How do we understand what others are trying to say? The answer cannot be found in language alone. Words are linked to hand gestures and other visible phenomena to create unified 'composite utterances'. In this book N. J. Enfield presents original case studies of speech-with-gesture based on fieldwork carried out with speakers of Lao (a language of Southeast Asia). He examines pointing gestures (including lip and finger-pointing) and illustrative gestures (examples include depicting fish traps and tracing kinship relations). His detailed analyses focus on the 'semiotic unification' problem, that is, how to make a single interpretation when multiple signs occur together. Enfield's arguments have implications for all branches of science with a stake in meaning and its place in human social life. The book will appeal to all researchers interested in the study of meaning, including linguists, anthropologists, and psychologists.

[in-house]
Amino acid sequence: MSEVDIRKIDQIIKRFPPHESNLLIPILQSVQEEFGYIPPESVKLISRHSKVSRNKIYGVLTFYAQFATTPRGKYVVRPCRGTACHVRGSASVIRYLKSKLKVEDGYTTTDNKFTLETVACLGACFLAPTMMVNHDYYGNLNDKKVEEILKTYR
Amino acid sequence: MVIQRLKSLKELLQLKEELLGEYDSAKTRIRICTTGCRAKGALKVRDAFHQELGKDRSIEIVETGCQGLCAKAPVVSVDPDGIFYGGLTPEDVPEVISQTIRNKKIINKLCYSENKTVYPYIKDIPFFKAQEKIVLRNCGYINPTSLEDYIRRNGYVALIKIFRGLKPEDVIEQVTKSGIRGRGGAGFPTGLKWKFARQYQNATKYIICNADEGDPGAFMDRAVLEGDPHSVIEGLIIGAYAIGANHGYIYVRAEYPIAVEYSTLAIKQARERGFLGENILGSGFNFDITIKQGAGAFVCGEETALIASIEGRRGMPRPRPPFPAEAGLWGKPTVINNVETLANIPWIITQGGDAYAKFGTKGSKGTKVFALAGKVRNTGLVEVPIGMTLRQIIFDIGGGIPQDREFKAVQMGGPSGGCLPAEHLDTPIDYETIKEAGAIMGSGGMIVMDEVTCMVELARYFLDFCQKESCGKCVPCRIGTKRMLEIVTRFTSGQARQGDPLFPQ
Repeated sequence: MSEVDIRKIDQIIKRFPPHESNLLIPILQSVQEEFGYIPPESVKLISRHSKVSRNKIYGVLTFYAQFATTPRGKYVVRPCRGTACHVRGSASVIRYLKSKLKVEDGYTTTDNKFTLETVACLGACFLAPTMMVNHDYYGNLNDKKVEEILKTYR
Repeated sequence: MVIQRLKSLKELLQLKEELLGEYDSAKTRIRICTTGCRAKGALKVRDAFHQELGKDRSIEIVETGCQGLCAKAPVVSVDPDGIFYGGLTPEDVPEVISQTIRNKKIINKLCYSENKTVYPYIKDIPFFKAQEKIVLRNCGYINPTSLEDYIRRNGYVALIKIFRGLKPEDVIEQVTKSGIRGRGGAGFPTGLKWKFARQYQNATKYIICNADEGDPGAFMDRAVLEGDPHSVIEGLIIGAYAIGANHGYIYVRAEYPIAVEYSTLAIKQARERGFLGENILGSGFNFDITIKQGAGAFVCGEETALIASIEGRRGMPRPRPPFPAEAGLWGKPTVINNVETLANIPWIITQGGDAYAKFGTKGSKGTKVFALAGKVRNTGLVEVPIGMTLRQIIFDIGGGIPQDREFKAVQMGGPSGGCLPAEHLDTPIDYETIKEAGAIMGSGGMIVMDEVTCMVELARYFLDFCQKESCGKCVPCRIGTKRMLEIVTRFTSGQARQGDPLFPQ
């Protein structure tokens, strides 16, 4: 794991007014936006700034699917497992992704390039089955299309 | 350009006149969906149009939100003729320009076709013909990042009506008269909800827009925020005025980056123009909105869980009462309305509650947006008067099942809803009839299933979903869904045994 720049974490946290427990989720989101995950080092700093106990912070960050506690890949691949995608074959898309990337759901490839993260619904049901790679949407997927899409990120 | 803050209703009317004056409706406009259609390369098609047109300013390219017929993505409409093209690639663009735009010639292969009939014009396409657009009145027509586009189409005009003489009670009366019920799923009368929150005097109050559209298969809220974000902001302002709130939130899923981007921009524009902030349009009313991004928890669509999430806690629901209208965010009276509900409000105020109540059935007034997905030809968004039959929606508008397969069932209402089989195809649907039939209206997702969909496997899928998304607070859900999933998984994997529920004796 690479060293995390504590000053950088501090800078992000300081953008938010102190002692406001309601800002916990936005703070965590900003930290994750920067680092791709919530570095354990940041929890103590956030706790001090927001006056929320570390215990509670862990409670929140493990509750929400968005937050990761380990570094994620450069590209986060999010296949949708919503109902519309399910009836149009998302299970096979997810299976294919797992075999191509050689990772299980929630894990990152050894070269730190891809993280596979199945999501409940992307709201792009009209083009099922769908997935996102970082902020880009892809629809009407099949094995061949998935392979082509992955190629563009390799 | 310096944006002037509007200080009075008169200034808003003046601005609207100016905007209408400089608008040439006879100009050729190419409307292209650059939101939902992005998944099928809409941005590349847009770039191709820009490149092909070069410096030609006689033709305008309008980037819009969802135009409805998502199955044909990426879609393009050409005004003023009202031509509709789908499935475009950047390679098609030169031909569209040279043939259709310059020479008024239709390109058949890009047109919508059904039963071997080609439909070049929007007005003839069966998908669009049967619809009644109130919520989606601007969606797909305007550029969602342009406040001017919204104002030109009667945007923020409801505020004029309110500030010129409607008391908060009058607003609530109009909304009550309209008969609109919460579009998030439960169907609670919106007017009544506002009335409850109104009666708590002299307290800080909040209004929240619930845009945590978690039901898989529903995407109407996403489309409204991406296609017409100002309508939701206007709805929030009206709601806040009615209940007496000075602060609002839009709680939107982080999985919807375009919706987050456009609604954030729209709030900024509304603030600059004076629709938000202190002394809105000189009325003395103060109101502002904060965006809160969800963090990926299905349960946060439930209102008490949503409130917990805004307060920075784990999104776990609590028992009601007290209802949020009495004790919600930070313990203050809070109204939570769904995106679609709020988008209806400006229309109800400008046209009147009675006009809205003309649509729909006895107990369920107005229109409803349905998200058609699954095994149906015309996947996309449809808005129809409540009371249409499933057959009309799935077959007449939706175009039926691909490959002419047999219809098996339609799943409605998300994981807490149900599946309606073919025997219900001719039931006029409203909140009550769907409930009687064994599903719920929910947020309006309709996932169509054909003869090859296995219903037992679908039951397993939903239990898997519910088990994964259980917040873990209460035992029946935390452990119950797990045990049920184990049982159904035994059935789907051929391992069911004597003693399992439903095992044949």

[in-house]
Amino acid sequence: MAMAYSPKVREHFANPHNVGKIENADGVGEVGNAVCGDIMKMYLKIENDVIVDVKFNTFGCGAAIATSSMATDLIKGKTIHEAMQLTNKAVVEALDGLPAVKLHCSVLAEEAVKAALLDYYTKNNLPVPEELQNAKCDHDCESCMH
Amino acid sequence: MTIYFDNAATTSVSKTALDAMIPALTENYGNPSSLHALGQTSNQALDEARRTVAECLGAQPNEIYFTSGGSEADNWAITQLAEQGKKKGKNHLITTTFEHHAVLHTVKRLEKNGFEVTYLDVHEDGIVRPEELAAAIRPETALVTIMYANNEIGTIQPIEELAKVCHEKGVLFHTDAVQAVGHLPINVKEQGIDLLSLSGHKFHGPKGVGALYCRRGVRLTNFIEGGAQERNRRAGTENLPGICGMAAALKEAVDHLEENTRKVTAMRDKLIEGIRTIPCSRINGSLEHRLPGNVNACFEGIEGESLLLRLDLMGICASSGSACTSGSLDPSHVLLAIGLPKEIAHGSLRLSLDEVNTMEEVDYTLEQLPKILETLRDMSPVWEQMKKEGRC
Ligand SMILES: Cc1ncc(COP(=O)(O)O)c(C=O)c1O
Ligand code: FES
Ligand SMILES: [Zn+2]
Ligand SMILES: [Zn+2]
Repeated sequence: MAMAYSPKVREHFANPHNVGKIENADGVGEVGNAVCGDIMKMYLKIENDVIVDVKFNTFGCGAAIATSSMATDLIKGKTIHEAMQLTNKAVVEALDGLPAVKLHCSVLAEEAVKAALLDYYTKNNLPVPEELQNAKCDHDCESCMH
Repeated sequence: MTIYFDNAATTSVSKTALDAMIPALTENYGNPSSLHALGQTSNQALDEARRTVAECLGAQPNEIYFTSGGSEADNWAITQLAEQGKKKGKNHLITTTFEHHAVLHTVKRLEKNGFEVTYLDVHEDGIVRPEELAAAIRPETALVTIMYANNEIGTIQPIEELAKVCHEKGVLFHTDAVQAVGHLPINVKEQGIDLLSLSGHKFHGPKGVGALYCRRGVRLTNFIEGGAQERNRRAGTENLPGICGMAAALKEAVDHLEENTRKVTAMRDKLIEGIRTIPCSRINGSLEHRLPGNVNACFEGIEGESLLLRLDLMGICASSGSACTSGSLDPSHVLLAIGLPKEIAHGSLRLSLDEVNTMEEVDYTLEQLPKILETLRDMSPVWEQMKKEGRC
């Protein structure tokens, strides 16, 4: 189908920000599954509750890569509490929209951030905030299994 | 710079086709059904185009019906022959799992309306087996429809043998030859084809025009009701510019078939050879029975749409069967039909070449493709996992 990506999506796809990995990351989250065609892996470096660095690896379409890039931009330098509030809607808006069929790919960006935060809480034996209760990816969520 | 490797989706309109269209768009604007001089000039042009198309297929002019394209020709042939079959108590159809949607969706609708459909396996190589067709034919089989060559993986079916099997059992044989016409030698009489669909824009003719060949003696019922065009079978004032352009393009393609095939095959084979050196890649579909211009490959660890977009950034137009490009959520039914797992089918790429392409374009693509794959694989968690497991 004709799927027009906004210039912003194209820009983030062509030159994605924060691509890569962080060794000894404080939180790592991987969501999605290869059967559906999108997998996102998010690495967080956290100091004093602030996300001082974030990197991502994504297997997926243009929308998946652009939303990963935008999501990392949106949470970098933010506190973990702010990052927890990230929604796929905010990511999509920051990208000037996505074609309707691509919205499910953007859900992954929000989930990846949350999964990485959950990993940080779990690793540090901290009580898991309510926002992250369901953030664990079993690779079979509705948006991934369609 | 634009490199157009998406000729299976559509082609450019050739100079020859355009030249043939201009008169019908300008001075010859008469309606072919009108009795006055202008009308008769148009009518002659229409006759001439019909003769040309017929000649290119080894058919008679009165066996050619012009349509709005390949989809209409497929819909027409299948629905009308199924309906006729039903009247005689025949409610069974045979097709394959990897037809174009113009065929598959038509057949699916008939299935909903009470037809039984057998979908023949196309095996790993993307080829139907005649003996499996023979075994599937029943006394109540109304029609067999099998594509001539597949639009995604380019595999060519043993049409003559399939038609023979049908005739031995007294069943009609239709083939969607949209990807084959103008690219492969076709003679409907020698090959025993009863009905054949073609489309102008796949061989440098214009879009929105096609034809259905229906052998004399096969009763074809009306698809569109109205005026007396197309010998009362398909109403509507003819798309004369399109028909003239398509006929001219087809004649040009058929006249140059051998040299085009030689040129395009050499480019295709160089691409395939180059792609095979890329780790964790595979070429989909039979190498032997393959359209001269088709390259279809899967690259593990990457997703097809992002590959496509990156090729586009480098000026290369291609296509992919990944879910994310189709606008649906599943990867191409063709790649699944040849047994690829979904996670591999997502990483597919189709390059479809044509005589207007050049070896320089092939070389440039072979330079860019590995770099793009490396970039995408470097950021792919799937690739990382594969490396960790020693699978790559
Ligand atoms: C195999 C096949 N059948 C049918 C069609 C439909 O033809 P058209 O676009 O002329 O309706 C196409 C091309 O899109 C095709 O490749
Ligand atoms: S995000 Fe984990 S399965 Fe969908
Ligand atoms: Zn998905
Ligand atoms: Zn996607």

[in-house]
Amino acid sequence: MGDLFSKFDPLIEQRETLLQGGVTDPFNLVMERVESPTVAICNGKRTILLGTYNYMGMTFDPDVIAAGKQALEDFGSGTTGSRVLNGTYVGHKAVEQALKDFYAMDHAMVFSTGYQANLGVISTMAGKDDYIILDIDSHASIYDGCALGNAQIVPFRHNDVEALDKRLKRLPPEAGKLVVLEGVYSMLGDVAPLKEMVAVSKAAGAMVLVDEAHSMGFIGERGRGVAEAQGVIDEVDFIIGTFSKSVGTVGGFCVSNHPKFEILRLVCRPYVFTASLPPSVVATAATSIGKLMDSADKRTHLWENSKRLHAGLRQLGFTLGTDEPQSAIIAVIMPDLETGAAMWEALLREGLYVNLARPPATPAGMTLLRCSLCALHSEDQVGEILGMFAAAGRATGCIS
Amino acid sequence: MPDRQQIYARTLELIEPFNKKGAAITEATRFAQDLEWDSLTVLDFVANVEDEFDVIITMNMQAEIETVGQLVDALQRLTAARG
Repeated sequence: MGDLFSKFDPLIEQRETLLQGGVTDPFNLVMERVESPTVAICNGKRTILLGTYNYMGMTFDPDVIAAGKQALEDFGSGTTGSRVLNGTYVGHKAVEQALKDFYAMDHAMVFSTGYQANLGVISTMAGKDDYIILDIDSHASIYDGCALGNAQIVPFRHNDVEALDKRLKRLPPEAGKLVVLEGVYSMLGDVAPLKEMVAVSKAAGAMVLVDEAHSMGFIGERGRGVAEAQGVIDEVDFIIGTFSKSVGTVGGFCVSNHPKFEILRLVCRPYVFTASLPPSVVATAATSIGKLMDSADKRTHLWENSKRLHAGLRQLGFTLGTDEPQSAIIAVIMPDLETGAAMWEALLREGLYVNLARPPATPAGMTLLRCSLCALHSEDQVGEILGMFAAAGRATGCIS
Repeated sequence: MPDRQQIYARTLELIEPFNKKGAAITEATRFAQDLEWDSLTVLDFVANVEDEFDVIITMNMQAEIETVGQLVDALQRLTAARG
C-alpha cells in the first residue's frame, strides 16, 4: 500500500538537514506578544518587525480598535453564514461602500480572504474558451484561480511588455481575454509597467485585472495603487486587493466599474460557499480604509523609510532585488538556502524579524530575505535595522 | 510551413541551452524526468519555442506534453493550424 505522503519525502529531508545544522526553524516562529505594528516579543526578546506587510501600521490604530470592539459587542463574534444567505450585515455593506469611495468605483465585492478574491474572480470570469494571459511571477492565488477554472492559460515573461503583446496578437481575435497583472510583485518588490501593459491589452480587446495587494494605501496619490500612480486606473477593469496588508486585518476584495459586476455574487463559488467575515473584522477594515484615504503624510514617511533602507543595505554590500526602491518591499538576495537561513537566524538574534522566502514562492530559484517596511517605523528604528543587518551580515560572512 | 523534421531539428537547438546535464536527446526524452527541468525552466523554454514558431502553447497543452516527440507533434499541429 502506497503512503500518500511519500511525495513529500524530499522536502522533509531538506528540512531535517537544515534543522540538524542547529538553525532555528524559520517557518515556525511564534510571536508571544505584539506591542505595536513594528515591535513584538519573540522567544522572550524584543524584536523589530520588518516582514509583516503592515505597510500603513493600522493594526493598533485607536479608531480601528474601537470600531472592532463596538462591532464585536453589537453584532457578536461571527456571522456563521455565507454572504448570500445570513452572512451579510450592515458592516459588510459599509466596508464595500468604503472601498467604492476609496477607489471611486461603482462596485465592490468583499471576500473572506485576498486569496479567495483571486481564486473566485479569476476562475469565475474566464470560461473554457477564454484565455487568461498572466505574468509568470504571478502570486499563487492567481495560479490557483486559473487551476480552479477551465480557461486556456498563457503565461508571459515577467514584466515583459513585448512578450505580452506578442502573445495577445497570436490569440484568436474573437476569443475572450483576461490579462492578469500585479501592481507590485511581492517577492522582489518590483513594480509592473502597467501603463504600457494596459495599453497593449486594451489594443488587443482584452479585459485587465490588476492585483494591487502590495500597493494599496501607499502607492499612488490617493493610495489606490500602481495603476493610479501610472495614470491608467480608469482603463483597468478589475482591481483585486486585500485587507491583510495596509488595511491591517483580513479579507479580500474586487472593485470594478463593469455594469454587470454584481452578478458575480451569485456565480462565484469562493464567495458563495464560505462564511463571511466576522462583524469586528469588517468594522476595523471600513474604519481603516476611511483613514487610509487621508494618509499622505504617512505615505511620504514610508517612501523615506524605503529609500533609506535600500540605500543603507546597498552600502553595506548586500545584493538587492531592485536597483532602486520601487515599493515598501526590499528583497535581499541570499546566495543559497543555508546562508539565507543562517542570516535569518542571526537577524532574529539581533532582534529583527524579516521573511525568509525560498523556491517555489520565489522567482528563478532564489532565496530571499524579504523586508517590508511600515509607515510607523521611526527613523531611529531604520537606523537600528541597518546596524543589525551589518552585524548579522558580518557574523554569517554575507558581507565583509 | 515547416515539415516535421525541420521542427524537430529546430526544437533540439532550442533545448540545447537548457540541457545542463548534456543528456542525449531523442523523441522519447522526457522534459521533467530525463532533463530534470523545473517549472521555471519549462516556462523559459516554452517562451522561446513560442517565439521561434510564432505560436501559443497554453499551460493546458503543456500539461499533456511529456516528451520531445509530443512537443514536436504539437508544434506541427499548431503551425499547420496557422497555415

1. Composite utterances; Part I. Deictic Components of Moves: 2. Demonstratives; 3. Lip-pointing; 4. Hand-pointing; Part II. Illustrative Components of Moves: 5. Modeling; 6. Diagramming; 7. Editing; 8. Conclusion.
To understand what others are saying, we rely on more than just words. This 2009 study examines how words combine with hand gestures and other bodily movements to create unified 'composite utterances'. It presents original case studies based on research of speakers of Lao (a language of Southeast Asia).
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